Wayzata Public School District voters approved all three school funding requests on the November 7 ballot:
- Question 1: 77% (4,974) yes, 23% (1,495) no. Renew and increase the operating levy for 10 years to provide an additional $5.5 million per year to maintain class sizes, provide students with needed support services, manage growing enrollment and stabilize the district budget.
- Question 2: 77% (4,989) yes, 23% (1,479) no. Approve $70 million in bond funding to address the district’s growth and facilities needs for:
- Capacity: Build a new elementary school and enlarge the school cafeteria and food service areas at Central Middle School, the largest of the three middle schools.
- Safety: Improve traffic flow and pedestrian safety at district elementary schools and Central Middle School.
- Academics: Renovate elementary and middle school media centers to create more flexible learning spaces and provide technology infrastructure; improve performing arts space at East and West Middle Schools.
- Question 3: 79% (5,111) yes, 21% (1,359) no. Renew the technology levy for 10 years, which provides $4 million per year to help maintain technology for students and staff.
“We are incredibly grateful to our community for their support of our more than 11,000 students and 1,600 staff through these yes votes,” said Superintendent Chace Anderson. “These voter-approved funds are investments in our community’s future and will support our commitment to excellence for each and every student.”
*Results are unofficial until canvassed by the Wayzata School Board on November 13, 2017.
After months of reviewing enrollment and budget data, working with community-based enrollment growth and finance advisory groups and assessing how best to maintain the Wayzata Public Schools commitment to academic excellence, the Wayzata School Board has approved placing three school funding requests on a November 7, 2017 ballot:
- Question 1: Operating Levy – Renew and Increase
This funding would stabilize the district budget, maintain class sizes, manage growing enrollment and provide students with needed support services.
- Question 2: Bond Funding
This funding would address the district's growth and facilities needs, including building a new elementary school and addressing additional capacity, safety and academic needs.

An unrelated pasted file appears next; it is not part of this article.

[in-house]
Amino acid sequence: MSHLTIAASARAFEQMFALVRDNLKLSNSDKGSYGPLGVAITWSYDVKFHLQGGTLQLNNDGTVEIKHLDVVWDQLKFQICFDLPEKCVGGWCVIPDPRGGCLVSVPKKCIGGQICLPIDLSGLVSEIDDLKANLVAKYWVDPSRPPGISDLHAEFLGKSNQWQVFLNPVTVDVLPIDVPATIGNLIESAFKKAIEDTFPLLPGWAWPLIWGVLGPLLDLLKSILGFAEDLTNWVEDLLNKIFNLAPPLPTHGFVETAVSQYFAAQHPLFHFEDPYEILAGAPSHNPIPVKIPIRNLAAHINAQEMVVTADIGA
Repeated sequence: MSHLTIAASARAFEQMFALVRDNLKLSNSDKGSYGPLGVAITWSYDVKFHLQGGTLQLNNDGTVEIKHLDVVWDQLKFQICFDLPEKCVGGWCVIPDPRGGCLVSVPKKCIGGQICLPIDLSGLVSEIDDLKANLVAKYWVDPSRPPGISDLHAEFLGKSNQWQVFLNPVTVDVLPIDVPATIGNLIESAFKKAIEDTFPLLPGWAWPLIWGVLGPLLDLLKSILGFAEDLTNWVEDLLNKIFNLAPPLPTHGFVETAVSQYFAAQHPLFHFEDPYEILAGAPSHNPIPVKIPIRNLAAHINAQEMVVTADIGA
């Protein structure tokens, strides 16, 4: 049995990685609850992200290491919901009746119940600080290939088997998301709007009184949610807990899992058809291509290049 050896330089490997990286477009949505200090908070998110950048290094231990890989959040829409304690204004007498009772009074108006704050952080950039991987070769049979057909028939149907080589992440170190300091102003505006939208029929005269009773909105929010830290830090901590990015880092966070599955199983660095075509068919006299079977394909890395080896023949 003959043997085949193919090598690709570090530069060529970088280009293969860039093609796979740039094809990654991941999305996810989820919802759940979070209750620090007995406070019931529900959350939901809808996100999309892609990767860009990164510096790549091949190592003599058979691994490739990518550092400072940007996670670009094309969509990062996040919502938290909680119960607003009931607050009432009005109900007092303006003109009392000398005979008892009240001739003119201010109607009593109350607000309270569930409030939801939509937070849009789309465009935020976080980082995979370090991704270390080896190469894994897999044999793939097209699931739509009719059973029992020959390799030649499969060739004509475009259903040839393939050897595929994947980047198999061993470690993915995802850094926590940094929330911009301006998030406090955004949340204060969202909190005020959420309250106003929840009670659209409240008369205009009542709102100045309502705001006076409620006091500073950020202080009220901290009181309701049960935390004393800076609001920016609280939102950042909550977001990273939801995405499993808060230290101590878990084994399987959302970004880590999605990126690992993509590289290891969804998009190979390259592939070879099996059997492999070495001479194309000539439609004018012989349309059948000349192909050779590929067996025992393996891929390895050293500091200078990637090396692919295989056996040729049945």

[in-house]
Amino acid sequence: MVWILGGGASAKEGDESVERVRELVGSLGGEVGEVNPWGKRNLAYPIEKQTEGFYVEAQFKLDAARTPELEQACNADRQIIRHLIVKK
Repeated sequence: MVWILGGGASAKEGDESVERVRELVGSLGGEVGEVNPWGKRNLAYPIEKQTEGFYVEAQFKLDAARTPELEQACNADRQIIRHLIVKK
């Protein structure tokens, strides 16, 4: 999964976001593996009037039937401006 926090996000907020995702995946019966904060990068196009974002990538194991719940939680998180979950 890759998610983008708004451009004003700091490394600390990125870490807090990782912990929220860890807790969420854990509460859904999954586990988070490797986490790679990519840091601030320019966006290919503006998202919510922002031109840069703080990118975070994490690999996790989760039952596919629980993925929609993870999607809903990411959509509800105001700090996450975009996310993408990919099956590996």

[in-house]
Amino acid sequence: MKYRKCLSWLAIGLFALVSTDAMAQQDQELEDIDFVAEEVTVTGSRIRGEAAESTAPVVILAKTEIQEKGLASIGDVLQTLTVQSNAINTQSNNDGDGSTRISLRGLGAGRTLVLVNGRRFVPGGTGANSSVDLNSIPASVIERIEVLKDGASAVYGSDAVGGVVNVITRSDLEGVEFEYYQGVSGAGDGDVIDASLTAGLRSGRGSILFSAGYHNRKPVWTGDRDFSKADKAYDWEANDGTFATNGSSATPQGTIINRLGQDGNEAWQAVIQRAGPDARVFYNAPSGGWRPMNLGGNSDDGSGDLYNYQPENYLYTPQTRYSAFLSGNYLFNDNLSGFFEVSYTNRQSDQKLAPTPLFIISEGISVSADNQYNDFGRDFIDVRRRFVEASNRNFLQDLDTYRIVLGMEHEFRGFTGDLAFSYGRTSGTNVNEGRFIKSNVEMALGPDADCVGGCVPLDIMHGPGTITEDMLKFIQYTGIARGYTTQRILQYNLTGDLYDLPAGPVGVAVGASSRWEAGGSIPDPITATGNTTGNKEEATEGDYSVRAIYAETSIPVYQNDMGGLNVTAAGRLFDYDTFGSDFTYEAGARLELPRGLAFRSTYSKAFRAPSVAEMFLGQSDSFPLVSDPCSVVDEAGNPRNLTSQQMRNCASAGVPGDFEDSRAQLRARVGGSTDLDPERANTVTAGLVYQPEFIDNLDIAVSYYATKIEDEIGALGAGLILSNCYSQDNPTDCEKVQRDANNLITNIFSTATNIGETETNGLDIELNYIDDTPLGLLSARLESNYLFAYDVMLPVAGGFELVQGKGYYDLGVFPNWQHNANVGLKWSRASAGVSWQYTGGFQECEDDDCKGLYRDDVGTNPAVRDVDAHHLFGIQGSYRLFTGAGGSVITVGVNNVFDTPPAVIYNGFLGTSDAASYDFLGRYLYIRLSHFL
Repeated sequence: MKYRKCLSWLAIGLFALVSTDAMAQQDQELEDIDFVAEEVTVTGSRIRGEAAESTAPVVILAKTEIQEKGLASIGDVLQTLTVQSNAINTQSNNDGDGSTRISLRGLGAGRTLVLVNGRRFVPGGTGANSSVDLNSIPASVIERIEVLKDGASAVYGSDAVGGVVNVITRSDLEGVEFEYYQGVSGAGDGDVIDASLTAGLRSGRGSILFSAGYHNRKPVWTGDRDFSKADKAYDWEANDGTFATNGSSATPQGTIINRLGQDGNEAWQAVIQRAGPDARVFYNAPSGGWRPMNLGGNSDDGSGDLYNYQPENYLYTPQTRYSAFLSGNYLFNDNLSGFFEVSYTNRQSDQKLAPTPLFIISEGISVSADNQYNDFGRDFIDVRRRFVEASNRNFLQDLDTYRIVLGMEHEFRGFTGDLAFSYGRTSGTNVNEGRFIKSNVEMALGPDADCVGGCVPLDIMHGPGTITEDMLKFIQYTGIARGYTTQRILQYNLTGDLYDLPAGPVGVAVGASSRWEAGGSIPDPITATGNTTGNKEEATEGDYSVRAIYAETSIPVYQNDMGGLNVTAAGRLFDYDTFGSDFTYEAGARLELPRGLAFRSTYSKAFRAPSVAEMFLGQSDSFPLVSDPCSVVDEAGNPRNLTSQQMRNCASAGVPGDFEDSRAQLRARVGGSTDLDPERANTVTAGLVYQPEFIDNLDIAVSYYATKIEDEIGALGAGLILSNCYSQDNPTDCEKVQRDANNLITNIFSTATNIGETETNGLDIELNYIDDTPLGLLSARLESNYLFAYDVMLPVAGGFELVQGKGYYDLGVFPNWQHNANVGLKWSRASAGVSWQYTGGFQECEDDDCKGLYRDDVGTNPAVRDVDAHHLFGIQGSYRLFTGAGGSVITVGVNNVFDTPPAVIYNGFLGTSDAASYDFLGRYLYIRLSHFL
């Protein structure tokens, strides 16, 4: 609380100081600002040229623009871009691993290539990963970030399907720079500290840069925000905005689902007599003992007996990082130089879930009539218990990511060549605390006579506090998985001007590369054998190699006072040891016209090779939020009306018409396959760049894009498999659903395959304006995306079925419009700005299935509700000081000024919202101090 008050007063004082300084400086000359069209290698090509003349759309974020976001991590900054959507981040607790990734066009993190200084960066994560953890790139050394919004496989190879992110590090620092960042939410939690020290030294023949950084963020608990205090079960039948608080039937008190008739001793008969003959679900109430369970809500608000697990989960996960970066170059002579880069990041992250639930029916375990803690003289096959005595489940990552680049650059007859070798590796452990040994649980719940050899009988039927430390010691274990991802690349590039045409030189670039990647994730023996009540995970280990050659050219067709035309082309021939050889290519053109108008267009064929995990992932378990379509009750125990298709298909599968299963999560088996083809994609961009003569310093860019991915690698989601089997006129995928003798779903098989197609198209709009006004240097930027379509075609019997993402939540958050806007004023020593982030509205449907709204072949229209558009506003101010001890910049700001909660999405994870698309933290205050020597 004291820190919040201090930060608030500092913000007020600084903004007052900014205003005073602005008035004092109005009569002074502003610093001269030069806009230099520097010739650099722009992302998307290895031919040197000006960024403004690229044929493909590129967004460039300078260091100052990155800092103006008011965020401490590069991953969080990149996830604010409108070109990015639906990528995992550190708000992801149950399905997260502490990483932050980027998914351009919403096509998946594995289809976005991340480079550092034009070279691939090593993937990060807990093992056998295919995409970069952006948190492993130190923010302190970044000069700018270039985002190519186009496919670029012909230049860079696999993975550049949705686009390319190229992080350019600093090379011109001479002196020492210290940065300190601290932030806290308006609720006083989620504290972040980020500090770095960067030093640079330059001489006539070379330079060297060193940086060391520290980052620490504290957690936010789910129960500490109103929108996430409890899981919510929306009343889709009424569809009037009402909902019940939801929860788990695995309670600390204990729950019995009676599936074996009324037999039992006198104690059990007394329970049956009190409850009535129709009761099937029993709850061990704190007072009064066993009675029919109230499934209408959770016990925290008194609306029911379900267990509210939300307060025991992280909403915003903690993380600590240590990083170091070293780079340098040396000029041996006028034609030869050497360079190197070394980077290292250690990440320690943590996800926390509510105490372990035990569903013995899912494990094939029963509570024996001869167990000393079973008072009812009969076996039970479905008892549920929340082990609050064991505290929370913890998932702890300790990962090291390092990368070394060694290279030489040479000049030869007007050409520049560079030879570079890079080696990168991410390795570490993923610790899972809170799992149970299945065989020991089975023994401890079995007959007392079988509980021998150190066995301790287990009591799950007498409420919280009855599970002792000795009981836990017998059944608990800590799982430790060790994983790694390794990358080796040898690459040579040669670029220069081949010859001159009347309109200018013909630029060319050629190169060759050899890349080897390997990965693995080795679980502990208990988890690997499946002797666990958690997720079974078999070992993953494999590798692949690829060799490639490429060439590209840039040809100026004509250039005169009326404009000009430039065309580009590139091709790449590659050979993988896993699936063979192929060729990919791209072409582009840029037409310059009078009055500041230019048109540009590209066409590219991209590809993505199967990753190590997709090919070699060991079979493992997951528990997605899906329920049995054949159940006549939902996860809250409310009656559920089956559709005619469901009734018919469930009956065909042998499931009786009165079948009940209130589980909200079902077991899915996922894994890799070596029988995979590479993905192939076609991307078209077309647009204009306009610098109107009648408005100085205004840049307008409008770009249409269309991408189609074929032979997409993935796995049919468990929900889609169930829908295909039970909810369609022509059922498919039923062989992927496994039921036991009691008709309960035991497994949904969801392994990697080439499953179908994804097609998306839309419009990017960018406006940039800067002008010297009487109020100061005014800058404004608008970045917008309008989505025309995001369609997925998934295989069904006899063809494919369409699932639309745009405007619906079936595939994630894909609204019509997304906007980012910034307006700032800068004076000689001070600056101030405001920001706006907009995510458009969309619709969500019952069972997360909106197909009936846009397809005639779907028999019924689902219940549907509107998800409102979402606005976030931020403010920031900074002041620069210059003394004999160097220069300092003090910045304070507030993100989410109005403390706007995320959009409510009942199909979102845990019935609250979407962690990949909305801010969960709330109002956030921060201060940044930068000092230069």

- Question 3: Technology Levy - Renew
Continuing this existing funding would help maintain technology for students and staff to provide a personalized education and access to real-time educational resources.
"We work hard to be financially prudent on behalf of our students and our community," said Wayzata School Board Chair Chris McCullough. "These funding requests are in response to our growing enrollment and based on the advice of our Citizen's Finance Advisory Council and a community-based Growth Task Force. Our goal is to maintain the academic excellence our community expects and our students deserve, while always being mindful of and sensitive to the concerns of our taxpayers."
If all three requests are approved by voters in November, the tax impact on an average homeowner ($350,000 home) would be less than $15 per month.
Prior to making the decision to place the funding requests on the ballot, the School Board reviewed the following information presented by Superintendent Chace Anderson:
- Inadequate state funding is putting increased pressure on the district's operating budget, which funds teachers, classrooms and other district operating costs. State funding has not kept up with inflation nor increasing costs - forcing the district to cut more than $16 million from its operating budget over the past eight years.
- Wayzata's operating levy is lower than most neighboring districts and nearly $500 less per student than the amount allowed by state law.
- The last time the district asked residents to increase the operating levy was more than a decade ago.
- Without an increase in the operating levy, WPS will face annual budget cuts of $1 million.
Growth and Facilities Needs